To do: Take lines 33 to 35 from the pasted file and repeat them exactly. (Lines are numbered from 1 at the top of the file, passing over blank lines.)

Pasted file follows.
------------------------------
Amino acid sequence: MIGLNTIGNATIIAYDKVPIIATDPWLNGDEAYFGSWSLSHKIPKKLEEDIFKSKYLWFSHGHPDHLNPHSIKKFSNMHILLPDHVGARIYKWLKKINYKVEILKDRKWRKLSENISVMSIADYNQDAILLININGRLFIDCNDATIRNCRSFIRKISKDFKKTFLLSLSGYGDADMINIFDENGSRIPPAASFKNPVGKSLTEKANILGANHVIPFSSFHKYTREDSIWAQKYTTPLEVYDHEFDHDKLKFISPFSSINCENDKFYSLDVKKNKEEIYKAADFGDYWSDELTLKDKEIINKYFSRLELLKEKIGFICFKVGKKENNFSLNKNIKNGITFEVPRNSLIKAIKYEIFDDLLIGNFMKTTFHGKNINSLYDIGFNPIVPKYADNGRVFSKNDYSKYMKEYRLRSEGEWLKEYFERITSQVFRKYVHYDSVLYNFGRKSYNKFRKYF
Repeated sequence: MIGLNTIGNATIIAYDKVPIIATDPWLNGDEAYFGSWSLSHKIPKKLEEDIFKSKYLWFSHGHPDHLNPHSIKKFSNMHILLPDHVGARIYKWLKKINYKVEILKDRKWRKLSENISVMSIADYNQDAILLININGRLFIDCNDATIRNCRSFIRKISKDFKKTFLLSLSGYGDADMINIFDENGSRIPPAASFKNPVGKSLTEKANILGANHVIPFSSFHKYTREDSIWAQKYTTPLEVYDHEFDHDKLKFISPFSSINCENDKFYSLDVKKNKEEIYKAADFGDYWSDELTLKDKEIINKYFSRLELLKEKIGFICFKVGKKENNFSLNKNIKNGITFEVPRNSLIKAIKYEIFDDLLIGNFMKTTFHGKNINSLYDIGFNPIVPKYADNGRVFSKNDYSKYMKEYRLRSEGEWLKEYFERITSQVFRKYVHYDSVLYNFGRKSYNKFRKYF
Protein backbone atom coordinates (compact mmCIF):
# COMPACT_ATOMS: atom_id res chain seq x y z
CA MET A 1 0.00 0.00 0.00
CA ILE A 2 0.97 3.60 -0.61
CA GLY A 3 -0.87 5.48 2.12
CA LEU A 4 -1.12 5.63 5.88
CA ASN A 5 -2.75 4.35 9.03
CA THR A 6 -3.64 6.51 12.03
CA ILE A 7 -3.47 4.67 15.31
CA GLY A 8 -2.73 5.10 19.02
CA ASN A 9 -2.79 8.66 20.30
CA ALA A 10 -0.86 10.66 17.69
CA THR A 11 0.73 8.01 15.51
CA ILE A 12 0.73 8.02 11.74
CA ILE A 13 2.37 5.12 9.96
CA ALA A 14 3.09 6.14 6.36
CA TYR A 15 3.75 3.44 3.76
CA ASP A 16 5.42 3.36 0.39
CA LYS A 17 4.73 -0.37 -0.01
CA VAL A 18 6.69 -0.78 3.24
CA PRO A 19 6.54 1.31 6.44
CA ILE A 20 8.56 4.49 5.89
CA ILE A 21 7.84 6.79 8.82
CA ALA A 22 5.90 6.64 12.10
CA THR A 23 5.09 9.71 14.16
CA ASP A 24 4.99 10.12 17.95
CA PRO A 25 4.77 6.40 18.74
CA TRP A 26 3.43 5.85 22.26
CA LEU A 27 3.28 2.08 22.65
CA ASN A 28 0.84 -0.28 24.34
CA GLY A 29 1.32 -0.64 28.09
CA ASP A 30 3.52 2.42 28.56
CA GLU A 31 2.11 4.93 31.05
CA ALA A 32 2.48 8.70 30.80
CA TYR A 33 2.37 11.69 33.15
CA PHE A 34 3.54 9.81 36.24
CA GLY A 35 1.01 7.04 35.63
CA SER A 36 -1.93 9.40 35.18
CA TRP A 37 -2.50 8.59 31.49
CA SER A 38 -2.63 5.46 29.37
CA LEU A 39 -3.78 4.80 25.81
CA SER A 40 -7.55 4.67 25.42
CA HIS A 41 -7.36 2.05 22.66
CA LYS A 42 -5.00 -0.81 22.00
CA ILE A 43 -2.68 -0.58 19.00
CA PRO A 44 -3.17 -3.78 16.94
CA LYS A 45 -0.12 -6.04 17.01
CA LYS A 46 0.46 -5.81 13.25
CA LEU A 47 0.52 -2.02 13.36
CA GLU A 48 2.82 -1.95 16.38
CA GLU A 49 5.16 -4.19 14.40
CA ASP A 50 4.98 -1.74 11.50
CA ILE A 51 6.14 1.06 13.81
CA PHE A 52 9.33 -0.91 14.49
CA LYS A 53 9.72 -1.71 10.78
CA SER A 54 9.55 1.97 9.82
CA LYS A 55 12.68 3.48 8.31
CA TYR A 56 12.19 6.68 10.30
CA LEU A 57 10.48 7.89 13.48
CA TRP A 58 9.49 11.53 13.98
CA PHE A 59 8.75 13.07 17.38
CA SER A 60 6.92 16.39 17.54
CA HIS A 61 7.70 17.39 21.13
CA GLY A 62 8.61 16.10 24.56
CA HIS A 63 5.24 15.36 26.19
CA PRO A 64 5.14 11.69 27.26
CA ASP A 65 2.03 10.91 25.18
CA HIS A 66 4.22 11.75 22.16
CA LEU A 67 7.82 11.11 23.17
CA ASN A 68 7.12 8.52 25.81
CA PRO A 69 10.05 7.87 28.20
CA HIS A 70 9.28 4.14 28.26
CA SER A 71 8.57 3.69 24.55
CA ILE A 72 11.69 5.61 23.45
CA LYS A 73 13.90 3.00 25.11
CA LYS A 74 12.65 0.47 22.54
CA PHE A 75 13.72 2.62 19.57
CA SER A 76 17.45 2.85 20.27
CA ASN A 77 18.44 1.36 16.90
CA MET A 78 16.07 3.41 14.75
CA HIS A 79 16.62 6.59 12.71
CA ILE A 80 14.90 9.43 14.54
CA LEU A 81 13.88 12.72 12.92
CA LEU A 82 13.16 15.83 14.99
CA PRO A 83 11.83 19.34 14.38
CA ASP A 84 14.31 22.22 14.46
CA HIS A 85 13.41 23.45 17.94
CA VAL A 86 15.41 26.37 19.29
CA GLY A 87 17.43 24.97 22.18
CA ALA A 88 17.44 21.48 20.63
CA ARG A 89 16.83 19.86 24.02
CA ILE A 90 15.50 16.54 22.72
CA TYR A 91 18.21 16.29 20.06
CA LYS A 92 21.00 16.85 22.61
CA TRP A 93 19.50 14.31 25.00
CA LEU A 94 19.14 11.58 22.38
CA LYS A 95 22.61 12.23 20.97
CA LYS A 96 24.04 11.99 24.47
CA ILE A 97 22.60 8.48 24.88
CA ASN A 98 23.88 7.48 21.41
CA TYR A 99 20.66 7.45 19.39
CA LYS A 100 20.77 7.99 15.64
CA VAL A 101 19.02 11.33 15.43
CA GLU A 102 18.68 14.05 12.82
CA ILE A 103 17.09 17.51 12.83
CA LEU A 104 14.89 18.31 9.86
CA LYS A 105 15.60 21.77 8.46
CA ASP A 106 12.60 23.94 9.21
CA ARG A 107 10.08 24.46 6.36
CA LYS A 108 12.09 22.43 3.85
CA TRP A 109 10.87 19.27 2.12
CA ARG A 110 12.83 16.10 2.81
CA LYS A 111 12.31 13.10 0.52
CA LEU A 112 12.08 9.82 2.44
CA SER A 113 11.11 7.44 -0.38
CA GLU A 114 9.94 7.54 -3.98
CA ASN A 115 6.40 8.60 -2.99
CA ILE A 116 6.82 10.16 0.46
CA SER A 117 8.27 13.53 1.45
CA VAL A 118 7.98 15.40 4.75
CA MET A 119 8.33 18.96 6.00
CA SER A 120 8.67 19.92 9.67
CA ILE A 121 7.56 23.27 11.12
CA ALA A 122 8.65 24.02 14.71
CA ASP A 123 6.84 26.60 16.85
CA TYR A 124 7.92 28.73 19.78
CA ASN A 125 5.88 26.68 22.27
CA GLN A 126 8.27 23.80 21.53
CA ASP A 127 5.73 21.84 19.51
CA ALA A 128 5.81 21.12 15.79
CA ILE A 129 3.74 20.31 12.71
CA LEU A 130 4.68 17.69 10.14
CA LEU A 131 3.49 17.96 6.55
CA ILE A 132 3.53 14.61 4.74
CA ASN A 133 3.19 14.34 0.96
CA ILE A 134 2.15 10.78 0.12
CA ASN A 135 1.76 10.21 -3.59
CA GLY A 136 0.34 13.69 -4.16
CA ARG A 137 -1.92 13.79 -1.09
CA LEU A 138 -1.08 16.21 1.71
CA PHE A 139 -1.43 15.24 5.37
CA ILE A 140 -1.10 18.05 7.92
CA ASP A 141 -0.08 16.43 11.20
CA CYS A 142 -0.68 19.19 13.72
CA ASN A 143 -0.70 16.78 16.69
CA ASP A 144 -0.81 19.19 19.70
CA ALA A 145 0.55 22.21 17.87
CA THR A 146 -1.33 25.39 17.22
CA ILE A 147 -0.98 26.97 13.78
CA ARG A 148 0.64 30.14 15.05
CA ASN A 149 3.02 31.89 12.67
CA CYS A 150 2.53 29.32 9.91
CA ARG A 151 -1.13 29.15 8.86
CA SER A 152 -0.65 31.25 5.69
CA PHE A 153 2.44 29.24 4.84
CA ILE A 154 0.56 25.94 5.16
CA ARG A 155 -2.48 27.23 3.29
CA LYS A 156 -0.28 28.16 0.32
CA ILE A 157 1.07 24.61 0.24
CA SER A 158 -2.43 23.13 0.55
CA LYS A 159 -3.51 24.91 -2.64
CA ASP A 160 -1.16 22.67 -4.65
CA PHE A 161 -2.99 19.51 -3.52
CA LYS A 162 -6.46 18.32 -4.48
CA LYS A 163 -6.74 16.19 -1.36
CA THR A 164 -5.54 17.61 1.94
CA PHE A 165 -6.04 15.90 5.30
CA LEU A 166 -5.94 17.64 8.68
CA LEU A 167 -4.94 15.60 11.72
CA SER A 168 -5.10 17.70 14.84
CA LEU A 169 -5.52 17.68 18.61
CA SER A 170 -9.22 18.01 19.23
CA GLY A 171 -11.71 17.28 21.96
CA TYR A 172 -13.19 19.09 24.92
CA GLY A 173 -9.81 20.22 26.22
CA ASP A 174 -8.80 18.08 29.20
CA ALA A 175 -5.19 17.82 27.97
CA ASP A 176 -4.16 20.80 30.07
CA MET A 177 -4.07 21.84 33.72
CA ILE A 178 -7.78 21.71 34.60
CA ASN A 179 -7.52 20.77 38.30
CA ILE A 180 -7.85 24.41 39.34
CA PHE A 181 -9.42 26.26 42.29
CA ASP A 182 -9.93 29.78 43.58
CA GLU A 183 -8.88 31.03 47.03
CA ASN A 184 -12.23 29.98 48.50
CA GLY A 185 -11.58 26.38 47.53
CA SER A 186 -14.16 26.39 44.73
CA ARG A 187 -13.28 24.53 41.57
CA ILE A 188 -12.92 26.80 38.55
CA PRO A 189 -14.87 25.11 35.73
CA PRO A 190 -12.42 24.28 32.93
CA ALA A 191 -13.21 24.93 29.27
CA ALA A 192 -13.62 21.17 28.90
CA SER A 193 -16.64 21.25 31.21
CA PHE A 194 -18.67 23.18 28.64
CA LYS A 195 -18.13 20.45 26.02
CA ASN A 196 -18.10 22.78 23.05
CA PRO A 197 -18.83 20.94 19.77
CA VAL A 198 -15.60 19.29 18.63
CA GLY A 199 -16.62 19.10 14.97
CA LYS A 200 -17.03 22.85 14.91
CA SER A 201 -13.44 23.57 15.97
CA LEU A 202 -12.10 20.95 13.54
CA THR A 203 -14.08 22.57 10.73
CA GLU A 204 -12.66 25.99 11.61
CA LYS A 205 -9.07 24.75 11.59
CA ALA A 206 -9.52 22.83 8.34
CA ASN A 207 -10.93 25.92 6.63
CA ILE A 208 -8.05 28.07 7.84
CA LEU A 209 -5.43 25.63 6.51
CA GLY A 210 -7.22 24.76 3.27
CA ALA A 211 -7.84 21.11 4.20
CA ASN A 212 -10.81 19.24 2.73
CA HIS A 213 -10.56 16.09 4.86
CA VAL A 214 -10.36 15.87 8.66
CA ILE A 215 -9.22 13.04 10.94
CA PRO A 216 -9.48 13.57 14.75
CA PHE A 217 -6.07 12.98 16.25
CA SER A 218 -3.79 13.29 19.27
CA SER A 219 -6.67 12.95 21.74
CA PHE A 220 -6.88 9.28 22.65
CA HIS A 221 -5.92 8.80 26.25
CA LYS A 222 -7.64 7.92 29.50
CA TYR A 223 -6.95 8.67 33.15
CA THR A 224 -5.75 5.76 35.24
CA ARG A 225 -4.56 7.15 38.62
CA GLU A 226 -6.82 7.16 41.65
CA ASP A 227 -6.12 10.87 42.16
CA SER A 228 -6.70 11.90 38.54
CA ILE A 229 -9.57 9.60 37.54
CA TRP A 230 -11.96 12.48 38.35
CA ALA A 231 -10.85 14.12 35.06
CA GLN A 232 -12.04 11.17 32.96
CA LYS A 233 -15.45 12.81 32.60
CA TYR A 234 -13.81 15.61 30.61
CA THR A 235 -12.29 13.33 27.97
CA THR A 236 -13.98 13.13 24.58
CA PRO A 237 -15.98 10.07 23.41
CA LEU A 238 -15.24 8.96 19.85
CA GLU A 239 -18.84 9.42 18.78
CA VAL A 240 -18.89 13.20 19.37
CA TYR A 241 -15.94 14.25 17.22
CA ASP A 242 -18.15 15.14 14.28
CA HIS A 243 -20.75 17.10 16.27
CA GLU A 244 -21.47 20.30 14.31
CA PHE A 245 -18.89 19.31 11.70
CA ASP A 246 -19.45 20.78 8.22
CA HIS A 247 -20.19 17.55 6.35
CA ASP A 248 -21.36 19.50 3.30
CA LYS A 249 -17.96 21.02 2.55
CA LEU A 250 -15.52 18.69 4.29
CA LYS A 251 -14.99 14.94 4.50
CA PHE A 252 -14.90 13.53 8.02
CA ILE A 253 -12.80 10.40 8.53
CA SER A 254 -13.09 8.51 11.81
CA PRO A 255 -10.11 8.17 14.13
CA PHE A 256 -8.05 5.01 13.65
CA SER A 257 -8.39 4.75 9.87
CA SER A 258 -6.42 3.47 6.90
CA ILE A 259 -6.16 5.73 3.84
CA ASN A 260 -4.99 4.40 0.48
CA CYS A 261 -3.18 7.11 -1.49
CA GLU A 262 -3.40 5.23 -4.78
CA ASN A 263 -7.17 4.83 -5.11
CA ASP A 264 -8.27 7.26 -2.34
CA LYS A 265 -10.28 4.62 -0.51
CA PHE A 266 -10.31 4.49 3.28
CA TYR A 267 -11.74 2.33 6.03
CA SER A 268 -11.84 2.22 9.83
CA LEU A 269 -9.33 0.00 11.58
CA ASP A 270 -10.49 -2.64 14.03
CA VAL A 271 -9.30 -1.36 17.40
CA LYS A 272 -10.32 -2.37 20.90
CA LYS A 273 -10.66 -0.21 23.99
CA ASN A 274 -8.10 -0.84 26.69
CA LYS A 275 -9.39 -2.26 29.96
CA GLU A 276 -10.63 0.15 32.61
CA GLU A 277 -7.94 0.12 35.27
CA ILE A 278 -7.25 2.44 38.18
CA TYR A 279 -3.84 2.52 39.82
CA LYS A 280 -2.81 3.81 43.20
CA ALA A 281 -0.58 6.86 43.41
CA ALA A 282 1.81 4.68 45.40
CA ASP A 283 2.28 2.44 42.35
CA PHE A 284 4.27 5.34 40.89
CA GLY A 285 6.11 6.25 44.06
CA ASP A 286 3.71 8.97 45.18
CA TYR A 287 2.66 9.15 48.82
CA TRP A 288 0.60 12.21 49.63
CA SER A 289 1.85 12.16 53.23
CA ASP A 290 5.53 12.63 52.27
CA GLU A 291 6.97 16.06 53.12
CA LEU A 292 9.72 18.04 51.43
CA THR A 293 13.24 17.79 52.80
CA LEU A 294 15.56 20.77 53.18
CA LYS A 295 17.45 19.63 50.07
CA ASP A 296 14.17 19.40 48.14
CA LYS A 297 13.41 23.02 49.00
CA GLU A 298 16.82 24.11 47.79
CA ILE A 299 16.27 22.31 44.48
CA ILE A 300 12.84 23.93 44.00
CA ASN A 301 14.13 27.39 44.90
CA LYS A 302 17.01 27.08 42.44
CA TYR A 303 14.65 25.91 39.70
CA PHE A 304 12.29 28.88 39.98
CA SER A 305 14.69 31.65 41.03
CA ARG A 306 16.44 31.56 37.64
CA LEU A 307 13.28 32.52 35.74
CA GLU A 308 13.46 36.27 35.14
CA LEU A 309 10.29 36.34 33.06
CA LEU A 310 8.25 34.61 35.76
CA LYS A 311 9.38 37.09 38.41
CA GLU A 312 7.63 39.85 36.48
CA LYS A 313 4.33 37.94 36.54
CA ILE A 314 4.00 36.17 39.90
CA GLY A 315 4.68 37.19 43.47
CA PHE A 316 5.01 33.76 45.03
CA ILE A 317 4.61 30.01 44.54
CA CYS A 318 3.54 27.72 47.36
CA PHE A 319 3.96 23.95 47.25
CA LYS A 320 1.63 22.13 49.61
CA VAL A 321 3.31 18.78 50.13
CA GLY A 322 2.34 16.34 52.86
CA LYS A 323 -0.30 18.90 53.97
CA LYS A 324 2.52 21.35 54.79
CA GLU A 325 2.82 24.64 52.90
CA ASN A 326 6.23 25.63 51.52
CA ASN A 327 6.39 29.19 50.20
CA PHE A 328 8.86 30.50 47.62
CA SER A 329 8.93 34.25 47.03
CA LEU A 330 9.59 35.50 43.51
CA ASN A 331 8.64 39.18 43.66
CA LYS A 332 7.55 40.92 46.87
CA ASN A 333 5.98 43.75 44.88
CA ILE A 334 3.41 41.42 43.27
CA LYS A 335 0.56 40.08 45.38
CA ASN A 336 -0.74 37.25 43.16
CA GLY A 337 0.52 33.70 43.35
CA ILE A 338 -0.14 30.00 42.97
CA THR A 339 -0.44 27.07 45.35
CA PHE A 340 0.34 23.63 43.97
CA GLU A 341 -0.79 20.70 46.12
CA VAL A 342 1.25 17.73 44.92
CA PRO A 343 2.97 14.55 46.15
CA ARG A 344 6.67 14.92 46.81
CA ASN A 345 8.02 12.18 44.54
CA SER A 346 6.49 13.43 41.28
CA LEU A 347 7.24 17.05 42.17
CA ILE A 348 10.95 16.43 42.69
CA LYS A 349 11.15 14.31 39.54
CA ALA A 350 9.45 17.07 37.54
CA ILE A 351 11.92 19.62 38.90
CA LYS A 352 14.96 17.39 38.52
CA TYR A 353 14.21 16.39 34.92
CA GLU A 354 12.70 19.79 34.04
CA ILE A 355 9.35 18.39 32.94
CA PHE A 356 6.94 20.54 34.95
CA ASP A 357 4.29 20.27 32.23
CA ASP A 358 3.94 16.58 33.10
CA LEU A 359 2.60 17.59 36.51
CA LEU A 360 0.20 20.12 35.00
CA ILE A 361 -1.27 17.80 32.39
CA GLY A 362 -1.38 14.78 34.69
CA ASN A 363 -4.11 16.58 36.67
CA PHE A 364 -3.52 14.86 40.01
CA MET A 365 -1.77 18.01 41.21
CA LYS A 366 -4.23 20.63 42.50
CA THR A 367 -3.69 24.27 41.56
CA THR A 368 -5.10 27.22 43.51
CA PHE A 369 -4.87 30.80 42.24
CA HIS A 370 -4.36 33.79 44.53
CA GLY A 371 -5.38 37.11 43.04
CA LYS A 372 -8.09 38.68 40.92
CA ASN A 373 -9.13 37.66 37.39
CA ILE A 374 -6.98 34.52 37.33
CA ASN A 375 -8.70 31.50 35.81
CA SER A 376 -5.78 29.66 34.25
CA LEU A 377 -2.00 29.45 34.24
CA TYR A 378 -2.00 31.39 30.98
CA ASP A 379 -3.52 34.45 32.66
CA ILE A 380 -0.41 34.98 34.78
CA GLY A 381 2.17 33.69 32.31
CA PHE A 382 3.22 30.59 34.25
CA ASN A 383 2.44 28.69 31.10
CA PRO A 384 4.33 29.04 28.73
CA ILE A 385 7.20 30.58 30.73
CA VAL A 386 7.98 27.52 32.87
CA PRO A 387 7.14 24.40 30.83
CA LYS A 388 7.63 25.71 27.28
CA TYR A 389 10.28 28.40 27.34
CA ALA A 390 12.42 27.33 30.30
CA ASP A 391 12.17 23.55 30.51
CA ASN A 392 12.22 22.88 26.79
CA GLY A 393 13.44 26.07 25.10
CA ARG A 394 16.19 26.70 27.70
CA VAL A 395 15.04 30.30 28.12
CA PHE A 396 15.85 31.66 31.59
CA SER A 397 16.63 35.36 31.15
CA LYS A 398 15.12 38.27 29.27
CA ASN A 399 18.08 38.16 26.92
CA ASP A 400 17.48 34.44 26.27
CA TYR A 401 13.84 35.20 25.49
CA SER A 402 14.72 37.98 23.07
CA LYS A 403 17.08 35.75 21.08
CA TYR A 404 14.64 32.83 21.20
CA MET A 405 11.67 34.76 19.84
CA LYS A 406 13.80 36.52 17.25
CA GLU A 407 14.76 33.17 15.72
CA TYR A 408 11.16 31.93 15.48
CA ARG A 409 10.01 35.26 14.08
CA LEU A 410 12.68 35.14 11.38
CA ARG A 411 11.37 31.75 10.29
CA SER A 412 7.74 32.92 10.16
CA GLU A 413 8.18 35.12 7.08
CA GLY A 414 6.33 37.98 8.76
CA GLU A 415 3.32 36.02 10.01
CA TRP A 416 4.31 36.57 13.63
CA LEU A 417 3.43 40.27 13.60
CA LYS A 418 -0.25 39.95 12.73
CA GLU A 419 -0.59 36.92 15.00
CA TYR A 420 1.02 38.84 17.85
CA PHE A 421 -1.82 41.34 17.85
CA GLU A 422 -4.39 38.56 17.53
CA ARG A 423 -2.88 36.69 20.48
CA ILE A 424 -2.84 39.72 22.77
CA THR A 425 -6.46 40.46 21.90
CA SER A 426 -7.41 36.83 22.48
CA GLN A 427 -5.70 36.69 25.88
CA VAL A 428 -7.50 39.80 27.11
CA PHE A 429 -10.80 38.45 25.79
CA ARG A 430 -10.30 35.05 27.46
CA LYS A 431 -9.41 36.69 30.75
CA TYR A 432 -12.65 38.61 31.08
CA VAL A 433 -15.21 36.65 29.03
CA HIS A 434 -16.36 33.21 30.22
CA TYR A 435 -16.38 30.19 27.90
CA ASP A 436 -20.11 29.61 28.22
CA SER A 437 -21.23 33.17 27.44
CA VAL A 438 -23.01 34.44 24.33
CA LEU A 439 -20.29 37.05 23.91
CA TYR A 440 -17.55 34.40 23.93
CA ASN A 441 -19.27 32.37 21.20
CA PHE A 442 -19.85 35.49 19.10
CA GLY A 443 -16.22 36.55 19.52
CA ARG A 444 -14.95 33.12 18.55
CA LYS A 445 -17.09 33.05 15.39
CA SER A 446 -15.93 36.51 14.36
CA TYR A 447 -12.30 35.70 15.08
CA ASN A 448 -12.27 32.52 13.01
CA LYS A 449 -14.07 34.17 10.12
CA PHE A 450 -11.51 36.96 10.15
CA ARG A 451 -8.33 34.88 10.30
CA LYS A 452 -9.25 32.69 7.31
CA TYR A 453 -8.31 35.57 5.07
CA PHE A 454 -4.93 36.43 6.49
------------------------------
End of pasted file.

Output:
CA GLY A 29 1.32 -0.64 28.09
CA ASP A 30 3.52 2.42 28.56
CA GLU A 31 2.11 4.93 31.05